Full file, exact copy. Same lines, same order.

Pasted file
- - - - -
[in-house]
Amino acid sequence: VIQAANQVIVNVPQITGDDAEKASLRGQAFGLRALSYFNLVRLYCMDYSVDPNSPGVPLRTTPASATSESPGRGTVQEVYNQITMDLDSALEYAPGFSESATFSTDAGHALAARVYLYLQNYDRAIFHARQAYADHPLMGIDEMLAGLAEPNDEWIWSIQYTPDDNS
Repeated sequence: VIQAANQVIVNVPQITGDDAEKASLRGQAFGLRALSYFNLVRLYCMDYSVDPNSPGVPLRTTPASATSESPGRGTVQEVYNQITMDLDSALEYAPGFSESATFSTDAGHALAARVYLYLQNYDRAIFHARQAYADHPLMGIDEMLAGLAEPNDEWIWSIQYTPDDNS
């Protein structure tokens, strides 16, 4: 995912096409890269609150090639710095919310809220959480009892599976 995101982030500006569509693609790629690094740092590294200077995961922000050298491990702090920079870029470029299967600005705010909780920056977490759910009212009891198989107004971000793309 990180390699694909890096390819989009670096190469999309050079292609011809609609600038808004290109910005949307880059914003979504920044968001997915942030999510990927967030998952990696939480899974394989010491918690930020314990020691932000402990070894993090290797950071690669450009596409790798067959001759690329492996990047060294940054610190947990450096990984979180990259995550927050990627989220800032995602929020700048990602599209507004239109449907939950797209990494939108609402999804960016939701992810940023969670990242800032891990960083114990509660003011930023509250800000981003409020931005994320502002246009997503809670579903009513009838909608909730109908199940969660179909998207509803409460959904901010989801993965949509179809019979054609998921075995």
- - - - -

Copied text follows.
[in-house]
Amino acid sequence: VIQAANQVIVNVPQITGDDAEKASLRGQAFGLRALSYFNLVRLYCMDYSVDPNSPGVPLRTTPASATSESPGRGTVQEVYNQITMDLDSALEYAPGFSESATFSTDAGHALAARVYLYLQNYDRAIFHARQAYADHPLMGIDEMLAGLAEPNDEWIWSIQYTPDDNS
Repeated sequence: VIQAANQVIVNVPQITGDDAEKASLRGQAFGLRALSYFNLVRLYCMDYSVDPNSPGVPLRTTPASATSESPGRGTVQEVYNQITMDLDSALEYAPGFSESATFSTDAGHALAARVYLYLQNYDRAIFHARQAYADHPLMGIDEMLAGLAEPNDEWIWSIQYTPDDNS
């Protein structure tokens, strides 16, 4: 995912096409890269609150090639710095919310809220959480009892599976 995101982030500006569509693609790629690094740092590294200077995961922000050298491990702090920079870029470029299967600005705010909780920056977490759910009212009891198989107004971000793309 990180390699694909890096390819989009670096190469999309050079292609011809609609600038808004290109910005949307880059914003979504920044968001997915942030999510990927967030998952990696939480899974394989010491918690930020314990020691932000402990070894993090290797950071690669450009596409790798067959001759690329492996990047060294940054610190947990450096990984979180990259995550927050990627989220800032995602929020700048990602599209507004239109449907939950797209990494939108609402999804960016939701992810940023969670990242800032891990960083114990509660003011930023509250800000981003409020931005994320502002246009997503809670579903009513009838909608909730109908199940969660179909998207509803409460959904901010989801993965949509179809019979054609998921075995």